CNet reports that Amazon-owned Zappos has been testing a new service, called Ask Zappos, that "takes requests via image and works to track down any item, even if Zappos doesn't carry it." According to the story, "Zappos uses image recognition technology to help the stylists find perfect product matches. And Zappos has trained the stylists in the art of spotting brands and products at a glance. So far, they've been delivering responses on the same day they're requested."

    The goal of the service the story says, is to "wow the customer" while simultaneously personalizing the shopping experience.

    Personally, I think Zappos is capable of just about anything … I have rarely encountered a company that so consistently exceeds the valuer and service promises that it makes to shoppers, sometimes seeming to bend the rules of space and time to get ordered products into customers' hands.

    Zappos almost always is an Eye-Opener.
    KC's View:

    Published on: July 30, 2014

    In western New York State, the Democrat & Chronicle reports that Wegmans plans to open as many as 10 stores over the next couple of years. Wegmans spokesperson Jo Natale says that the plan "is to continue to open new stores in six East Coast states — New York, Massachusetts, Pennsylvania, New Jersey, Virginia and Maryland … In 2015, stores are scheduled to open in Alexandria, Virginia, near Washington; Westwood, Massachusetts, near Boston; and in Concordville, Pennsylvania, which will attract shoppers from Chadds Ford, Philadelphia and northern Delaware."

    Wegmans currently has 84 stores.
    KC's View:
    Curious, don't you think, that the one state Wegmans seems to have missed in its run up and down the eastern seaboard is Connecticut? Maybe it is a real estate issue … but you'd think that Wegmans would be able to find a location for at least one of its "smaller" formats.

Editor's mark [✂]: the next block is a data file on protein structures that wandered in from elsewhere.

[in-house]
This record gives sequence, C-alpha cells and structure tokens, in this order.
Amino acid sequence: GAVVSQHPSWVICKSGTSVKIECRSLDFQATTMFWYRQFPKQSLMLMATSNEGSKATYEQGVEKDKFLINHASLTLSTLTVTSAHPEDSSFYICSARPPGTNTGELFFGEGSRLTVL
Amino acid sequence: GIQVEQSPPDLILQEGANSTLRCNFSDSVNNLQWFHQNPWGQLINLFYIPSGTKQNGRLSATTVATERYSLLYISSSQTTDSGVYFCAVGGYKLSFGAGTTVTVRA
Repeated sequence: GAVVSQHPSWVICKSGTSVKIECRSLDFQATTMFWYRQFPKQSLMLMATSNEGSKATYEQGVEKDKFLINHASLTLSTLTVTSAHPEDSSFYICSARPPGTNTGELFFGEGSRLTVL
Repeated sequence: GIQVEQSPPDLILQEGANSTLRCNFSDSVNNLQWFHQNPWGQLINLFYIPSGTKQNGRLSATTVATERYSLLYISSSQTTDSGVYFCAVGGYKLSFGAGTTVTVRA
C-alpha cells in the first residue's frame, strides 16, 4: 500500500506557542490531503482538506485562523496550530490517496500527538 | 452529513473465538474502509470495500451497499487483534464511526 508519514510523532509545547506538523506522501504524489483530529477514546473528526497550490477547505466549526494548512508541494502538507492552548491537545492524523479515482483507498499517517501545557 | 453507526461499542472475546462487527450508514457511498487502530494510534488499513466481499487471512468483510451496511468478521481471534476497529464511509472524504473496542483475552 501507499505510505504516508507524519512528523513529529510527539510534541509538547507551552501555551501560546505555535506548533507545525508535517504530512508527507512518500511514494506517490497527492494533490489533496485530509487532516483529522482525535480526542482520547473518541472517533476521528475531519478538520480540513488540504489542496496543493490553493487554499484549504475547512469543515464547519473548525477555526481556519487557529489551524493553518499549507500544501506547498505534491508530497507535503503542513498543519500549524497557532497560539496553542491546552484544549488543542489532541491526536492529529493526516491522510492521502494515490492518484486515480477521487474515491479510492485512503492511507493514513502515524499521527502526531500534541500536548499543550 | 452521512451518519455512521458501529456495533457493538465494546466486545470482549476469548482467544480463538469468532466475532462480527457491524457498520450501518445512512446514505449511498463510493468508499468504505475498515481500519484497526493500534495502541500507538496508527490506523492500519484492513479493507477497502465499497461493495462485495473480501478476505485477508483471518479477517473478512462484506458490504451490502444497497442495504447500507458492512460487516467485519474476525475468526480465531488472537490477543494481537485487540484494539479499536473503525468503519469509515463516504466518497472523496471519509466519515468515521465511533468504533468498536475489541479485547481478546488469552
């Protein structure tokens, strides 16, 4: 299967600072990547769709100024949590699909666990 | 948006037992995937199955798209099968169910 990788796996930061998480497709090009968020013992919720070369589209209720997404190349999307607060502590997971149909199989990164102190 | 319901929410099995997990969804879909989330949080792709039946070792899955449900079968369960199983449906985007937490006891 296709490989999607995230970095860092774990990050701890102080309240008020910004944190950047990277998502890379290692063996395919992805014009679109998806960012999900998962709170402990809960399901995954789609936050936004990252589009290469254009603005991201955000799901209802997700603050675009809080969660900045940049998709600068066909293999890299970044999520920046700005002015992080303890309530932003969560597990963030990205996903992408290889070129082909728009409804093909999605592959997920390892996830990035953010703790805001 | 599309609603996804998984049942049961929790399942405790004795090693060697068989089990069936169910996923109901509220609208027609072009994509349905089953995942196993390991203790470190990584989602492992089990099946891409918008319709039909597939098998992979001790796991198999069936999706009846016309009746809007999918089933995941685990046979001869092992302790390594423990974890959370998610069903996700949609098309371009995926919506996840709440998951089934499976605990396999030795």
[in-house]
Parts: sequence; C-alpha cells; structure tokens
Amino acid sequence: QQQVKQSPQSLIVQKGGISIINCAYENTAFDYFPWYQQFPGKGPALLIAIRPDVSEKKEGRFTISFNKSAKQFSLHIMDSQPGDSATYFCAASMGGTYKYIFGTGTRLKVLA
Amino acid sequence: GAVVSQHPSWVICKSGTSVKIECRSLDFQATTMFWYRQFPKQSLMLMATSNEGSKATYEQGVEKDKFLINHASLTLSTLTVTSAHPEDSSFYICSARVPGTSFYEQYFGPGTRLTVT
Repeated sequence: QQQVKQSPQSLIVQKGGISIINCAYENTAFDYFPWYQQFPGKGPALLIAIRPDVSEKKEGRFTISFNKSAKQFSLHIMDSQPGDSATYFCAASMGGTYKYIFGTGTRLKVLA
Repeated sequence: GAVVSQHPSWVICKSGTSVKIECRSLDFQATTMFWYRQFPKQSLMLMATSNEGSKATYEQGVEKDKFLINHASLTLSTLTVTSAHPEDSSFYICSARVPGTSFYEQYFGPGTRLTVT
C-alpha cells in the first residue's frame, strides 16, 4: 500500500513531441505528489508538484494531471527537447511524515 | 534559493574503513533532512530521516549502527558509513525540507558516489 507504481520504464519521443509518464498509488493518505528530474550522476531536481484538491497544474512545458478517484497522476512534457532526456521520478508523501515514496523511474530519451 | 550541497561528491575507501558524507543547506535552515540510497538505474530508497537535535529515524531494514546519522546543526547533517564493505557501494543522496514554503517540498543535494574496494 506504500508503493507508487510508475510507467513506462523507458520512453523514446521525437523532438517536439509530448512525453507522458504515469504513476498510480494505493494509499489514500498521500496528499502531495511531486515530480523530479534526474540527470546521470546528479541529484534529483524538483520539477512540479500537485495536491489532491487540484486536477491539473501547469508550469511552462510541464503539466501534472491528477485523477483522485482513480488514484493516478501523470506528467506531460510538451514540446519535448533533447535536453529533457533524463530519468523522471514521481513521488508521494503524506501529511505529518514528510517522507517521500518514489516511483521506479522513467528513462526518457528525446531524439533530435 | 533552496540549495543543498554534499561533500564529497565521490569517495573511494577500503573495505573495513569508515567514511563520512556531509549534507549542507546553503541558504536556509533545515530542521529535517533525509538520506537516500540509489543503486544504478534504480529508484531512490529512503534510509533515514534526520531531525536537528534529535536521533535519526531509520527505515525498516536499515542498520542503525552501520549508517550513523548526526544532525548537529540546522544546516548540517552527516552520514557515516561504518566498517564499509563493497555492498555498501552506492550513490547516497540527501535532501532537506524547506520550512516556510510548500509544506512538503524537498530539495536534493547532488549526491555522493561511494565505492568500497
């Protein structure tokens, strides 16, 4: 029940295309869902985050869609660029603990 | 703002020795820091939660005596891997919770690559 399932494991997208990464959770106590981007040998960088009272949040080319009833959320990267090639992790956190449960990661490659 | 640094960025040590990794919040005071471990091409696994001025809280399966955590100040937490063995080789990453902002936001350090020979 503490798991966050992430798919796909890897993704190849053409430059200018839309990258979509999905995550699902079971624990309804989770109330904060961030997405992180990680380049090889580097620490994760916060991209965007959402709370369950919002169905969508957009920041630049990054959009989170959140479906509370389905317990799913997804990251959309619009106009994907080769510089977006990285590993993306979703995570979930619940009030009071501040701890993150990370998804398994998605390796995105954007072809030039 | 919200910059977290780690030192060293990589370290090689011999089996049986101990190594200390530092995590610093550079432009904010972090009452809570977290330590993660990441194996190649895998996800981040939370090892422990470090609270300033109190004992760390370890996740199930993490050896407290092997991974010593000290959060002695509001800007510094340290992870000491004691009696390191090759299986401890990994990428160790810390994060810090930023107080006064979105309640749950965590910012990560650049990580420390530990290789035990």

Published on: July 30, 2014

    There is a story on 9to5Mac.com saying that "Amazon could be preparing to launch its own mobile credit card reading hardware in the coming weeks, according to internal Staples documents hinting at such a launch that we’ve obtained.

    "According to the documents, Staples stores will prepare next month to stock a new product called the “Amazon Card Reader” alongside existing card readers from Square, PayPal, and Staples’ own in-house brand. The small hardware, which will likely connect to smartphones to process payments, will cost $9.99, according to the Staples internal sales systems…"
    KC's View:
    The site notes that Amazon recently launched an e-wallet and a smartphone, so a card reader could be just the next piece of connective tissue in Amazon's world domination plans.

    I will tell you this. I am amazed how many stores in Portland are utilizing Square-type technology … from restaurants to ice cream parlors to bicycle rental shops. It is all the rage here, and very consumer friendly. I am not surprised that Amazon might want a piece of the action, and expect that it might provide some consumer analytics as a lure to get some traction in the segment.

    Published on: July 30, 2014